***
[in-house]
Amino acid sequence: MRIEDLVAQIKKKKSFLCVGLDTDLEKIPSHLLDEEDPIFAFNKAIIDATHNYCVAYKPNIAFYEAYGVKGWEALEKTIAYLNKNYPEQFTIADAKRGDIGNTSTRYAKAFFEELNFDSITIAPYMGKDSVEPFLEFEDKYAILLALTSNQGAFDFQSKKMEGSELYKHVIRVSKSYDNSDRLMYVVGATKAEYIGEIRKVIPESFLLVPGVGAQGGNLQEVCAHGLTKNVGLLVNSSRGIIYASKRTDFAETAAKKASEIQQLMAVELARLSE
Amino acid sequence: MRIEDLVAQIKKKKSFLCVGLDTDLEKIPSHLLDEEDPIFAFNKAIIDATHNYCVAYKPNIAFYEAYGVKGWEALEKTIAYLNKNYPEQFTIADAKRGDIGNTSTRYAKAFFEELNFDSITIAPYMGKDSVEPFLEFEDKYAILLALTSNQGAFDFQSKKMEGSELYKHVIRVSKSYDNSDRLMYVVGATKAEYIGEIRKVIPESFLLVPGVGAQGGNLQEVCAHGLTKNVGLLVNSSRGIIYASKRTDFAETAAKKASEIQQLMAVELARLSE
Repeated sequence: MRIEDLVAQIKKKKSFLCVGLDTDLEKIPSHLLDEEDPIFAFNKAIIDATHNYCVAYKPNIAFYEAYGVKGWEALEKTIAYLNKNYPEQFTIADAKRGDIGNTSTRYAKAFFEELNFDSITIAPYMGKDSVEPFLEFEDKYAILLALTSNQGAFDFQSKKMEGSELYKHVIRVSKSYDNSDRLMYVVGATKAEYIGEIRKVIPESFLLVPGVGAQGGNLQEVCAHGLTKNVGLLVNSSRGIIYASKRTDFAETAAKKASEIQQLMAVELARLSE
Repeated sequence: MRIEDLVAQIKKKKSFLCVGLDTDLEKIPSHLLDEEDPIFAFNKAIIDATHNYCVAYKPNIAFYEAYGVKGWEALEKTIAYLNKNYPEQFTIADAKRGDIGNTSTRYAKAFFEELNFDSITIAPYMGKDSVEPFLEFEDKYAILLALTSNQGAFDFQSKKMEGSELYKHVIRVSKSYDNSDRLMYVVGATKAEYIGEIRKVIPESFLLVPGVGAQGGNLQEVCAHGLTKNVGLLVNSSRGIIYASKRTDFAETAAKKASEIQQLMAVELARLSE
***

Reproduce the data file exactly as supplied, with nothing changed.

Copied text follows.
[in-house]
Amino acid sequence: MRIEDLVAQIKKKKSFLCVGLDTDLEKIPSHLLDEEDPIFAFNKAIIDATHNYCVAYKPNIAFYEAYGVKGWEALEKTIAYLNKNYPEQFTIADAKRGDIGNTSTRYAKAFFEELNFDSITIAPYMGKDSVEPFLEFEDKYAILLALTSNQGAFDFQSKKMEGSELYKHVIRVSKSYDNSDRLMYVVGATKAEYIGEIRKVIPESFLLVPGVGAQGGNLQEVCAHGLTKNVGLLVNSSRGIIYASKRTDFAETAAKKASEIQQLMAVELARLSE
Amino acid sequence: MRIEDLVAQIKKKKSFLCVGLDTDLEKIPSHLLDEEDPIFAFNKAIIDATHNYCVAYKPNIAFYEAYGVKGWEALEKTIAYLNKNYPEQFTIADAKRGDIGNTSTRYAKAFFEELNFDSITIAPYMGKDSVEPFLEFEDKYAILLALTSNQGAFDFQSKKMEGSELYKHVIRVSKSYDNSDRLMYVVGATKAEYIGEIRKVIPESFLLVPGVGAQGGNLQEVCAHGLTKNVGLLVNSSRGIIYASKRTDFAETAAKKASEIQQLMAVELARLSE
Repeated sequence: MRIEDLVAQIKKKKSFLCVGLDTDLEKIPSHLLDEEDPIFAFNKAIIDATHNYCVAYKPNIAFYEAYGVKGWEALEKTIAYLNKNYPEQFTIADAKRGDIGNTSTRYAKAFFEELNFDSITIAPYMGKDSVEPFLEFEDKYAILLALTSNQGAFDFQSKKMEGSELYKHVIRVSKSYDNSDRLMYVVGATKAEYIGEIRKVIPESFLLVPGVGAQGGNLQEVCAHGLTKNVGLLVNSSRGIIYASKRTDFAETAAKKASEIQQLMAVELARLSE
Repeated sequence: MRIEDLVAQIKKKKSFLCVGLDTDLEKIPSHLLDEEDPIFAFNKAIIDATHNYCVAYKPNIAFYEAYGVKGWEALEKTIAYLNKNYPEQFTIADAKRGDIGNTSTRYAKAFFEELNFDSITIAPYMGKDSVEPFLEFEDKYAILLALTSNQGAFDFQSKKMEGSELYKHVIRVSKSYDNSDRLMYVVGATKAEYIGEIRKVIPESFLLVPGVGAQGGNLQEVCAHGLTKNVGLLVNSSRGIIYASKRTDFAETAAKKASEIQQLMAVELARLSE